Scientific and Engineering Practices
Engaging in Argument from Evidence; Obtaining, Evaluating, and Communicating Information
- All living things have DNA How the 5' and 3' orientation of DNA nucleotides results in the antiparallel nature of DNA.
- The complementary nature of nitrogenous bases.
- How hydrogen bonding holds complementary bases together across two DNA strands.
- The basic mechanism of reading and expressing genes is from DNA to RNA to Protein (The Central Dogma of Biology).
- The first step of the Central dogma is a process called transcription, which synthesizes mRNA from DNA.
- The process where the mRNA connects to a ribosome, the code is read and then translated into a protein is called translation.
- To become a functional protein, a translated chain of amino acids must be folded into a specific three-dimensional shape.
- Historically important experiments that led to the development of the structure of DNA, including Mieshcer, Chargraff, Rosalind Franklin, Watson/Crick, etc.
- DNA changes can be linked to observable traits in the natural world, such as diseases.
- Common laboratory techniques are used to obtain evidence that supports the premise that DNA changes may affect proteins and in turn the appearance of traits.
- Types of errors that can occur during replication and the impact these errors have on protein production and/or function.
Students are able to:
- Build from scratch or work with previously constructed models of DNA to identify the key structural components of the molecule.
- Obtain and communicate information (possibly through a conceptual model) describing how information encoded in DNA leaves the nucleus.
- Obtain and expand explanation to include how the information transcribed from DNA to RNA determines the amino acid sequence of proteins.
- Identify and describe the function of molecules required for replication and differentiate between replication on the leading and lagging DNA strands.
- Group mRNA into codons and identify the amino acid associated with each codon. Create and manipulate polypeptide models to demonstrate protein folding.
- Use a variety of resources (web-based timelines, original publications, documentaries, and interviews), explain how historically important experiments helped scientists determine the molecular structure of DNA, and develop the concept of the Central Dogma of Biology.
- Analyze a variety of diagnostic techniques that identify genetic variation in a clinical setting.
- Relate protein structure to enzyme function and discuss the causes and impacts of protein denaturation on both enzymes and structural proteins.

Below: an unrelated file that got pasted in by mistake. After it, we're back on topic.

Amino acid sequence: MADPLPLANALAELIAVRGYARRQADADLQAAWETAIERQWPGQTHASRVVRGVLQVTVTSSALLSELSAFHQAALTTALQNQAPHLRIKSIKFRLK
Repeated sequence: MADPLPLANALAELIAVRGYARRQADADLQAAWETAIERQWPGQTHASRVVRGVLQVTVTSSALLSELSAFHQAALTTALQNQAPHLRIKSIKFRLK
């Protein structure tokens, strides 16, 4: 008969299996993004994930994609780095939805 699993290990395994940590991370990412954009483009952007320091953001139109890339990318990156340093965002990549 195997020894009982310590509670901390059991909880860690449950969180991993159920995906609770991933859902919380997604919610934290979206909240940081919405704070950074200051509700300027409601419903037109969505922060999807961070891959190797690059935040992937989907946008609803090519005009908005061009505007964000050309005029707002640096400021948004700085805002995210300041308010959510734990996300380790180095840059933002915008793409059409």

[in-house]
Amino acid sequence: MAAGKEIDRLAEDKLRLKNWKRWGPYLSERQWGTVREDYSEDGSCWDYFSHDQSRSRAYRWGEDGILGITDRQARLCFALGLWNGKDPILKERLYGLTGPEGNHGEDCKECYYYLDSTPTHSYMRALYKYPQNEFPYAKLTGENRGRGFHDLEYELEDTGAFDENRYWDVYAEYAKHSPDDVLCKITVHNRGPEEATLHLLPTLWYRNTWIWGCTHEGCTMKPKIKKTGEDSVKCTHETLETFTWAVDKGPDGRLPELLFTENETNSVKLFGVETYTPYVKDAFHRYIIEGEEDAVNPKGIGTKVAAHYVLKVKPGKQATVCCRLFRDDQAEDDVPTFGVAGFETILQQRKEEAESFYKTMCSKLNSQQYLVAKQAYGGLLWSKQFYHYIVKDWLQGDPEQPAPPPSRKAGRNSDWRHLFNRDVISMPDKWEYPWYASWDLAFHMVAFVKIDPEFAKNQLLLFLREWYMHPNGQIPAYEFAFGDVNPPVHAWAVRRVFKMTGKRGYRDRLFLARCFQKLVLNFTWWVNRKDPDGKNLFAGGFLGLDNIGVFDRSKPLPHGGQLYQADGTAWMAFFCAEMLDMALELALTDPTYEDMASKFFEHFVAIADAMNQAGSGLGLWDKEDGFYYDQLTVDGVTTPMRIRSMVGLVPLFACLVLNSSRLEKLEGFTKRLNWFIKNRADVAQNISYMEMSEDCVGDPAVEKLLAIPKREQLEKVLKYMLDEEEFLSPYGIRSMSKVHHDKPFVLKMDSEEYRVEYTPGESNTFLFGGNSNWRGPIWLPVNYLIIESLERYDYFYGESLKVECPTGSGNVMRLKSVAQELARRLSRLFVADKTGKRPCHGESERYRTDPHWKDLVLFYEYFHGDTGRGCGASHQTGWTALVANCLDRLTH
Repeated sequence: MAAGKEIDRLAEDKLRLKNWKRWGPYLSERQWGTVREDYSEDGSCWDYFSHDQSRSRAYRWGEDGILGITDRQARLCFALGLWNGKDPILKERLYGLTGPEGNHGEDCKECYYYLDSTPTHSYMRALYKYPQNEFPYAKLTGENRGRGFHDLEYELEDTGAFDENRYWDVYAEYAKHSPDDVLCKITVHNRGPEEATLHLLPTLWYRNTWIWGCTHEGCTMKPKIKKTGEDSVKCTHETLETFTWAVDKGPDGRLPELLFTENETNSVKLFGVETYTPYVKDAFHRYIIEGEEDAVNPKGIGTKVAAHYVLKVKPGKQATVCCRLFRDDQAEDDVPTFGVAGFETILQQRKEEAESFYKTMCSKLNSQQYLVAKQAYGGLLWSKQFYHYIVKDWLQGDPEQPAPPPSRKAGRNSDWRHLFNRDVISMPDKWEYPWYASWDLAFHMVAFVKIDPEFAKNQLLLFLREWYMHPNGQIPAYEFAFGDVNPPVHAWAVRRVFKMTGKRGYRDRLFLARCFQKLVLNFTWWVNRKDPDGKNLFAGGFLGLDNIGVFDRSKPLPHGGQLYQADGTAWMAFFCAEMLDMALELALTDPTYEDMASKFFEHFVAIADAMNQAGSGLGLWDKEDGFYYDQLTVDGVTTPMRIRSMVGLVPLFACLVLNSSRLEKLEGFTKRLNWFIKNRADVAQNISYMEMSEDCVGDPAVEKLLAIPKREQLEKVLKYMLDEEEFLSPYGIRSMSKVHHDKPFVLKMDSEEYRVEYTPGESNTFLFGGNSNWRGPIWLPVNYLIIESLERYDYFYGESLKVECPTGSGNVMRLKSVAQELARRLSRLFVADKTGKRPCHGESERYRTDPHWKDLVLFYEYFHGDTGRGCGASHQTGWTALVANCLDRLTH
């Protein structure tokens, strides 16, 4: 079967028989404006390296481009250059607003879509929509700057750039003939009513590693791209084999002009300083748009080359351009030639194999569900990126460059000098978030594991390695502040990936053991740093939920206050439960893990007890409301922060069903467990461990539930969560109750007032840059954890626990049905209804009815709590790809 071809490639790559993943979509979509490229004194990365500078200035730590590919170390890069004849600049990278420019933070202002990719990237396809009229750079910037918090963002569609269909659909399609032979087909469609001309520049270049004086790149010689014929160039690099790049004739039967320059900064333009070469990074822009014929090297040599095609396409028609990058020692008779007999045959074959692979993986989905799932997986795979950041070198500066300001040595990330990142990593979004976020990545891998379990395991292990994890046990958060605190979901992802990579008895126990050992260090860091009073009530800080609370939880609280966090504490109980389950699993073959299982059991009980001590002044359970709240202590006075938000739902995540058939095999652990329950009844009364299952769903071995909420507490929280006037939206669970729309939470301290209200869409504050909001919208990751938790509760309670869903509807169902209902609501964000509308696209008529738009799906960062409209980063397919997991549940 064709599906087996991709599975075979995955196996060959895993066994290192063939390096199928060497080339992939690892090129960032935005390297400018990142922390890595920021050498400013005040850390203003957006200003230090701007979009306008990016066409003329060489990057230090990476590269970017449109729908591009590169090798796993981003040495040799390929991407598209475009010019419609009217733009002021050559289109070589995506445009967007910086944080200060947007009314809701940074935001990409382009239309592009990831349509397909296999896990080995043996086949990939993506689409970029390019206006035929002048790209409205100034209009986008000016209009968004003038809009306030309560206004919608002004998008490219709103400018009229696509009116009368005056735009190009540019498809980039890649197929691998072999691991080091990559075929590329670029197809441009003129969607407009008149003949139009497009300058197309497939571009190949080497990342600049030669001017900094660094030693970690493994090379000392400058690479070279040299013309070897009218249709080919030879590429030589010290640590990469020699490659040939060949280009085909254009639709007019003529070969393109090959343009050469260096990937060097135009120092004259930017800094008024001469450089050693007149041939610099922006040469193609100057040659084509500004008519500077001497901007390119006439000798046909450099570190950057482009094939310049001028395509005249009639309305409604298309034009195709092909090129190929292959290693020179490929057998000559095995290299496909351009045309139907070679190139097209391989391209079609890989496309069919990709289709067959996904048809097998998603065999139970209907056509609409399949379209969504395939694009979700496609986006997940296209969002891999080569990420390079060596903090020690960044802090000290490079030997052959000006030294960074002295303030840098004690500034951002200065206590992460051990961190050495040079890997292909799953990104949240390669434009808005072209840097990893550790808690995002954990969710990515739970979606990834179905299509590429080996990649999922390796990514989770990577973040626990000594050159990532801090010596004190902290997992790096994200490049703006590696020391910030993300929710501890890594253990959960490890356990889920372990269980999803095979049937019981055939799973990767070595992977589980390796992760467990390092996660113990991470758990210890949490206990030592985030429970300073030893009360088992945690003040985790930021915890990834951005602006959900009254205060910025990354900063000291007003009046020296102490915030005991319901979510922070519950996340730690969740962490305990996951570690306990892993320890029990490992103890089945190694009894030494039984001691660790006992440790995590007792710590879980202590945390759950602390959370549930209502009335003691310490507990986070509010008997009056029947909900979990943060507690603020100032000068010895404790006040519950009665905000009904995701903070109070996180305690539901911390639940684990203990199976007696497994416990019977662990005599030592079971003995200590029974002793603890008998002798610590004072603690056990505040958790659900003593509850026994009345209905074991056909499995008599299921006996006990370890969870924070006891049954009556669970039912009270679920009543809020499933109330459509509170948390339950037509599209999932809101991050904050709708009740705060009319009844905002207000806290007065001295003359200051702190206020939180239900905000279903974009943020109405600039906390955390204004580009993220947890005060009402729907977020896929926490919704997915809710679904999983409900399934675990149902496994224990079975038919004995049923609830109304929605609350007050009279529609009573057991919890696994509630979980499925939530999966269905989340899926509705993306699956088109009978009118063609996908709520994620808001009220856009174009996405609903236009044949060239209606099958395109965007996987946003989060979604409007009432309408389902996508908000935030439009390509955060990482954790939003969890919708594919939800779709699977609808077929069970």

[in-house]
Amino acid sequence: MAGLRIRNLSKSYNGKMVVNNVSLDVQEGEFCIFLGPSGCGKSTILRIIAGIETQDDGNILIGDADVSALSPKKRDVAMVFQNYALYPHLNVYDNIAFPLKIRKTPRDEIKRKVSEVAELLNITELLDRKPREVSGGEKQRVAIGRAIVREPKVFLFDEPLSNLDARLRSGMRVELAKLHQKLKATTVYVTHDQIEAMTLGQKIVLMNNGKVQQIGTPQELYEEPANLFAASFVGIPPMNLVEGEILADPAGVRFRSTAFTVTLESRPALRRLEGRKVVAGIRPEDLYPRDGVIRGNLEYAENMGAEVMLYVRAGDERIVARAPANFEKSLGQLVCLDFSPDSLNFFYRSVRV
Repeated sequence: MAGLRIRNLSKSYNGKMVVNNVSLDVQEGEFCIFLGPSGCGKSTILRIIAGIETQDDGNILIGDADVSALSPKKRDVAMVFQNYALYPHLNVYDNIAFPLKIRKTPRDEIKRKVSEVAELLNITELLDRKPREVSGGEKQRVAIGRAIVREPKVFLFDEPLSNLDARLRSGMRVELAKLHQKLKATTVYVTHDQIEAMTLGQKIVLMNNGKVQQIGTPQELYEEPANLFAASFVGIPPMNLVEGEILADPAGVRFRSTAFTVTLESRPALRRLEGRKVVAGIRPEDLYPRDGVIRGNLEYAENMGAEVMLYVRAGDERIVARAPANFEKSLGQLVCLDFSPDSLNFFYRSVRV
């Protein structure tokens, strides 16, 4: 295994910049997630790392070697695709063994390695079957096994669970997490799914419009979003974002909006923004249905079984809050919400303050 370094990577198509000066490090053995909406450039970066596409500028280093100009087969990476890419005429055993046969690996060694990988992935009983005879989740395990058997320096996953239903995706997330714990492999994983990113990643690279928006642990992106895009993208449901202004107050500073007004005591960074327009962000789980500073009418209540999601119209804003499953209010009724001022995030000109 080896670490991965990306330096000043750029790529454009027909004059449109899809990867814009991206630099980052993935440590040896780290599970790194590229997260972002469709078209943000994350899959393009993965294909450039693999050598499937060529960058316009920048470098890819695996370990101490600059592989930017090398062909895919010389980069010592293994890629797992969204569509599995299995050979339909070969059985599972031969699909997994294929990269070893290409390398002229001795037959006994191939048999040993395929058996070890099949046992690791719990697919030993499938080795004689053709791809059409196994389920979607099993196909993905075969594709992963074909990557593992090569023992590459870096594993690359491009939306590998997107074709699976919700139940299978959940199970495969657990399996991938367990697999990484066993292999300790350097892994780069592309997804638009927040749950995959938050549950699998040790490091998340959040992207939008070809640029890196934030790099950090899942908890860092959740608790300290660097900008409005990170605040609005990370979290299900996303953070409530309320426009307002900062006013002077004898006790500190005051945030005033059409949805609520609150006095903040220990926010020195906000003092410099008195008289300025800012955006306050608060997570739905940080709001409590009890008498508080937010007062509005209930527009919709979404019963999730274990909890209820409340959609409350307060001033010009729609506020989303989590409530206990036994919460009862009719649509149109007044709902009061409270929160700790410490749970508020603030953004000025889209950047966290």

- Identify the impact of DNA changes on the structure and/or function of the resulting amino acid sequences.
- Predict the impact of errors during DNA replication in terms of protein production and/or function.
- Classify types of DNA changes (deletions, insertions, and substitutions).
- Use models to explain how deletions, insertions, translocation, substitution, inversion, frameshift, and point mutations occur during the process of DNA replication.
Students understand that:
- The traits of living things are ultimately determined by inherited sequences of DNA.
- The end product of transcription is always RNA, but the process produces many different types of RNA with varying functions.
- DNA instructions are replicated and passed from parent to offspring, segregating traits across generations in a mathematically predictable manner.
- A protein is a linear sequence of amino acids that spontaneously folds following rules of chemistry and physics.
- A series of historically important experiments let to the current understanding of the structure of DNA and the Central Dogma of Biology.
- Errors that occur during DNA replication can affect protein production and/or function. Important projects over the past 30 years have changed the definition of a "gene" and increased the ability to assess the impact of DNA variation in a trait or disease.
- Genetic change can lead to altered protein function and the appearance of a different trait or disease.
- Nitrogenous bases
- Hydrogen bonding
- Semi-conservative replication
- Central Dogma
- Various types of RNA, including those involved in protein synthesis (mRNA, tRNA & rRNA) and those associated with gene regulation (e.g., IncRNA, miRNA, siRNA) and post-transcriptional modification (snRNA)
- RNA polymerase
- DNA sequencing
- Gel electrophoresis
- Big Science Projects conducted over last 30 years: Human Genome Project, The International Hap Map, ENCODE, Cancer Genome Atlas, 1000 Genomes project, ClinVar and ClinGen, and the Exome Aggregation
- Frameshift mutations
- Point mutations